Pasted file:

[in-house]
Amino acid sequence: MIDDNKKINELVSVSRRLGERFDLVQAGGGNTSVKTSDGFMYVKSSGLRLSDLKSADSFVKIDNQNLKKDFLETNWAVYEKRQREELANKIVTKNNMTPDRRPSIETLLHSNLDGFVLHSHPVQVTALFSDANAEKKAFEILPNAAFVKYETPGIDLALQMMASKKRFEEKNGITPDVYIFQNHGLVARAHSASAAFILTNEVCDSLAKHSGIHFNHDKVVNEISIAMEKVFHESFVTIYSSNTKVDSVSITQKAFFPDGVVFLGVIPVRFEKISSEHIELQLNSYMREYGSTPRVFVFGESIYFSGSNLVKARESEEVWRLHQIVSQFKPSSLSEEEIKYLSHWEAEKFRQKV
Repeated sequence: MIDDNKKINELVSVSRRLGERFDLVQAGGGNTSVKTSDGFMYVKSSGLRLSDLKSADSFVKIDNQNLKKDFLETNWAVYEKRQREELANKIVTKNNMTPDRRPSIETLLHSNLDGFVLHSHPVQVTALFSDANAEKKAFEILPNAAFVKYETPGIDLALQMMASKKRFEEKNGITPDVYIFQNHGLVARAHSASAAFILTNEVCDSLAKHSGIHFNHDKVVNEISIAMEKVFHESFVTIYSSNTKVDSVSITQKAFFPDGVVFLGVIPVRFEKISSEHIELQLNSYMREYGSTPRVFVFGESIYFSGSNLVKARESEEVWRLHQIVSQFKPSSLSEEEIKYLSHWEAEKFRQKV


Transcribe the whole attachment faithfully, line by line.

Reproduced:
[in-house]
Amino acid sequence: MIDDNKKINELVSVSRRLGERFDLVQAGGGNTSVKTSDGFMYVKSSGLRLSDLKSADSFVKIDNQNLKKDFLETNWAVYEKRQREELANKIVTKNNMTPDRRPSIETLLHSNLDGFVLHSHPVQVTALFSDANAEKKAFEILPNAAFVKYETPGIDLALQMMASKKRFEEKNGITPDVYIFQNHGLVARAHSASAAFILTNEVCDSLAKHSGIHFNHDKVVNEISIAMEKVFHESFVTIYSSNTKVDSVSITQKAFFPDGVVFLGVIPVRFEKISSEHIELQLNSYMREYGSTPRVFVFGESIYFSGSNLVKARESEEVWRLHQIVSQFKPSSLSEEEIKYLSHWEAEKFRQKV
Repeated sequence: MIDDNKKINELVSVSRRLGERFDLVQAGGGNTSVKTSDGFMYVKSSGLRLSDLKSADSFVKIDNQNLKKDFLETNWAVYEKRQREELANKIVTKNNMTPDRRPSIETLLHSNLDGFVLHSHPVQVTALFSDANAEKKAFEILPNAAFVKYETPGIDLALQMMASKKRFEEKNGITPDVYIFQNHGLVARAHSASAAFILTNEVCDSLAKHSGIHFNHDKVVNEISIAMEKVFHESFVTIYSSNTKVDSVSITQKAFFPDGVVFLGVIPVRFEKISSEHIELQLNSYMREYGSTPRVFVFGESIYFSGSNLVKARESEEVWRLHQIVSQFKPSSLSEEEIKYLSHWEAEKFRQKV